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One big happy family

  • Property market

Feb 15, 2015


3 mins read

More Australian families are moving in with parents or in-laws in a bid to stake their claim in the property market and save everyone a bundle along the way. Multi-generational housing has risen by more than 60 per cent over the past three decades, according to a 2013 report by the University of NSW City Futures Research Centre.

With property prices escalating and new land at a premium in most major capital cities, more families are deciding to pool their resources and take up digs together.

While not for every family, there are clear benefits to kids, parents and grandparents bunking in, not least of them being big savings.

Already more young adults are living at home longer to stave off the increasingly high costs of independent living, save for travel or squirrel away a deposit to buy their own place. And while that arrangement probably suits the adult child more than mum and dad, the concept of multi-generational living tends to have more mutual perks. The oldest generation, for example, might be looking to down-size and make their superannuation go further without compromising their lifestyle, while their children might want to step up to a bigger property in a better location. Together, they are able to meet their financial and lifestyle goals.


Savings for all

One of the most obvious benefits of families sharing a property is greater buying power. Naturally the property needs to be big enough to cater to a large number of people (and they can be difficult to come by) but once economies of scale kick in, families who combine their funds can usually pick up a higher calibre of property than if they were on their own.

Sharing families who can’t find the home they need may choose to build their own or renovate an existing one. Some are opting for a duplex-style arrangement where a wall splits the home in two to create entirely separate living areas with separate entrances. Designed properly, the property can maintain its Residential A zoning without attracting all of the red tape and costs associated with developing a proper duplex. Check with your local council what rules apply for your property.

Whether you build or buy, the savings can stack up in terms of loan repayments and rates and utilities, providing there are sound agreements in place for splitting expenses (see tips).

Extra care

Another advantage of multigenerational living is built-in childcare, providing it is mutually agreeable. Grandparents are often willing to help out with children, which can help tally up further savings or create greater flexibility for busy working parents. Even if children don’t require full time day care, having a grandparent on hand for school pick-ups or extra-curricular activities can help ease stress on the family dynamic. And it may not be just children who require the care. Some families choose to live together to provide emotional or physical support to an aging parent who may be struggling to maintain their independence.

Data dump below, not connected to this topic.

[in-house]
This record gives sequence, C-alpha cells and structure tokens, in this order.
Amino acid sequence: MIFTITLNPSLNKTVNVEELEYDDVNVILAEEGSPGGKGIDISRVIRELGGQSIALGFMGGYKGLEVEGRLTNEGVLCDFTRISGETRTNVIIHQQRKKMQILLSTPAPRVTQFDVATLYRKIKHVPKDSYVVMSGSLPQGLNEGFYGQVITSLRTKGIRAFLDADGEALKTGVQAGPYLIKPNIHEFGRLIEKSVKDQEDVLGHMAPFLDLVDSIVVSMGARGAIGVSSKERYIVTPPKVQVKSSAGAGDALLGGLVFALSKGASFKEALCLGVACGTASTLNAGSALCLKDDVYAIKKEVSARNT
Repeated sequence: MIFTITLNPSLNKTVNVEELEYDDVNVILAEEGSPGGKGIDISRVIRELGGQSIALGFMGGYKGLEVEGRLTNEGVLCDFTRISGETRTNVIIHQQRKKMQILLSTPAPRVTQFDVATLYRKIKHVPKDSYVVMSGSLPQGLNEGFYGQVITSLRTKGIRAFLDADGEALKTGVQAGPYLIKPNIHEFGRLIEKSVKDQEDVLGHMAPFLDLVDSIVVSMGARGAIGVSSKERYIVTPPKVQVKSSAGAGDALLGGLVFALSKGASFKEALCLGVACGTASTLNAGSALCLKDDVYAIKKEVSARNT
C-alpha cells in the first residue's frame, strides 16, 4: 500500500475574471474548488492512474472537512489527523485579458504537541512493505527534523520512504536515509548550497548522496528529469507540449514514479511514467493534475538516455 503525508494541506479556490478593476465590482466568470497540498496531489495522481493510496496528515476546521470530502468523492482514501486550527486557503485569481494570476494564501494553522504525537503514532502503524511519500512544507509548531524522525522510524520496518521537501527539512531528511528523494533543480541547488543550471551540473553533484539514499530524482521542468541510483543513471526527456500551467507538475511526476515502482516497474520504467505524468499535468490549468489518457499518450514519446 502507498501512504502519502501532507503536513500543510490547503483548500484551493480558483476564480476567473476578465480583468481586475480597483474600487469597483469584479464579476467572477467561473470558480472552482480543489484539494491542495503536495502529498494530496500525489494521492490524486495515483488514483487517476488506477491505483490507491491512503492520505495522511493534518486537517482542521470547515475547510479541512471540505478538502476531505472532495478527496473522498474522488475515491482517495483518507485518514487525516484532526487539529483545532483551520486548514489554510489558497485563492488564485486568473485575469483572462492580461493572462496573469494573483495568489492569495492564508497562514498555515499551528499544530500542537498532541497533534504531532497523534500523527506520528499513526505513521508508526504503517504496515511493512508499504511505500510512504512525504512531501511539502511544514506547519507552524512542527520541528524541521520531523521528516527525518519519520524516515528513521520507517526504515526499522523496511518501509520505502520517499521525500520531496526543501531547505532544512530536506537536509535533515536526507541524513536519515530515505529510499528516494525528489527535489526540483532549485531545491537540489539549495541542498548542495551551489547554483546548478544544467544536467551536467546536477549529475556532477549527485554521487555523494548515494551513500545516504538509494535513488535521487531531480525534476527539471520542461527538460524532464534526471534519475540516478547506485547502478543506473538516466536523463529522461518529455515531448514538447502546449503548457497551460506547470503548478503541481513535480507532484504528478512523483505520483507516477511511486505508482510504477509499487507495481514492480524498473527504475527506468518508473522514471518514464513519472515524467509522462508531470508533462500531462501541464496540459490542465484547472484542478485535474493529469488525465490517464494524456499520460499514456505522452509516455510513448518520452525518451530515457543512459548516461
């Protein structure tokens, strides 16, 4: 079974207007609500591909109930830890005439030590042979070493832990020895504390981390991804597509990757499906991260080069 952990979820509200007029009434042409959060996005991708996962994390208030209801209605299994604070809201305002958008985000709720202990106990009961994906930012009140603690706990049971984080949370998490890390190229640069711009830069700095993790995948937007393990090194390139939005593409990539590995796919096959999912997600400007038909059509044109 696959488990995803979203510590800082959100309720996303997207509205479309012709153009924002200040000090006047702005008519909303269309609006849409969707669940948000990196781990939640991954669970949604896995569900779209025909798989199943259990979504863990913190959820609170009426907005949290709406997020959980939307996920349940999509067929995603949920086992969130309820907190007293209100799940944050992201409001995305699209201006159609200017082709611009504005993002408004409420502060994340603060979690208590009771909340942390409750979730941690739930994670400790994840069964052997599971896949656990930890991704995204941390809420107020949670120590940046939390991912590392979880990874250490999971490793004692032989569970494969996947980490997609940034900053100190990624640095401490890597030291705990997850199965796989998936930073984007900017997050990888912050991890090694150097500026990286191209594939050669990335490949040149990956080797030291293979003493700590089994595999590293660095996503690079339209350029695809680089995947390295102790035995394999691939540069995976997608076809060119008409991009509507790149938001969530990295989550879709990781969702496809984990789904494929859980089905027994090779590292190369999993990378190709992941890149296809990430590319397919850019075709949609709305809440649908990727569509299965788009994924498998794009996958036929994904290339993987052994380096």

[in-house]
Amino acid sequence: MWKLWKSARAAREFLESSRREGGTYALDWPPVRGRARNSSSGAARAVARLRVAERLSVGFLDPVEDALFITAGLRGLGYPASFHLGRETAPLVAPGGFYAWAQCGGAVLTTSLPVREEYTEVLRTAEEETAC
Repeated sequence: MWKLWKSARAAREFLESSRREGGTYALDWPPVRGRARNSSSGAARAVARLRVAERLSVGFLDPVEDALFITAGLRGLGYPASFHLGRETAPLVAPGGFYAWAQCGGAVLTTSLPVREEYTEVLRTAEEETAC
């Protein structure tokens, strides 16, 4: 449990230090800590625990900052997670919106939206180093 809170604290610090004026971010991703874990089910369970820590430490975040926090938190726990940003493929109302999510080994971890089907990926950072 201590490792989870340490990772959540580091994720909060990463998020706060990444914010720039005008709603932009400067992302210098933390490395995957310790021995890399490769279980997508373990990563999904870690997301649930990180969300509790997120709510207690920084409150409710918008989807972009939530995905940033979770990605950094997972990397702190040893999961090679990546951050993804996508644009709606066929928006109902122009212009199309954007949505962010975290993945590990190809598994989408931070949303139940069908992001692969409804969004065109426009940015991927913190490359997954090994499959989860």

Fringe benefits

Although probably not top-of-mind for co-located families, there are plenty of incidental benefits when generations reside together:

  • There is someone on hand to care for plants and pets when one family goes away.
  • Senior residents can attract discounts on home insurance and improve security if home most of the time.
  • Old and new skills can be passed between generations – for example, grandkids can teach grandparents about technology, while grandparents might teach grandkids how to cook an old-fashioned favourite.
  • Many families report increased respect and understanding between generations.

Tips for multi-generational living

Although there are many advantages to multiple generations living under one roof, the arrangement is not without its challenges. Prior planning and plenty of ongoing, respectful discussion are often required to help things run smoothly. Here are some tips on what to consider to help ensure the situation doesn’t get too close for comfort.

  • Discuss what each party expects to get out of the situation so there’s agreement from the outset.
  • Get legal and financial advice and ensure there are agreements in place to avoid any grey areas over who pays for what when establishing the home – buying or building – and for all ongoing expenses, such as groceries and household bills.
  • Be clear about responsibilities so each family member understands what jobs are expected of them.
  • Establish a routine for meals – who cooks, when the family eats and whether everyone eats together.
  • Set up rules for privacy to instil boundaries if needed – grandkids, for example, might be asked to give a grandparent some time out after dinner.
  • Consider whether holidays and outings involve all family members or just some, and try to make plans well in advance so there are no surprises, clashes or confusion.
  • Grandparents should be clear from the get-go about how much they wish to be involved in caring for grandchildren.
  • Make time to discuss how the situation is tracking for everyone involved so any grievances can be aired productively.

Feb 15, 2015


3 mins read

Any advice contained in this article is of a general nature only and does not take into account the objectives, financial situation or needs of any particular person. Therefore, before making any decision, you should consider the appropriateness of the advice with regard to those matters. Information in this article is correct as of the date of publication and is subject to change.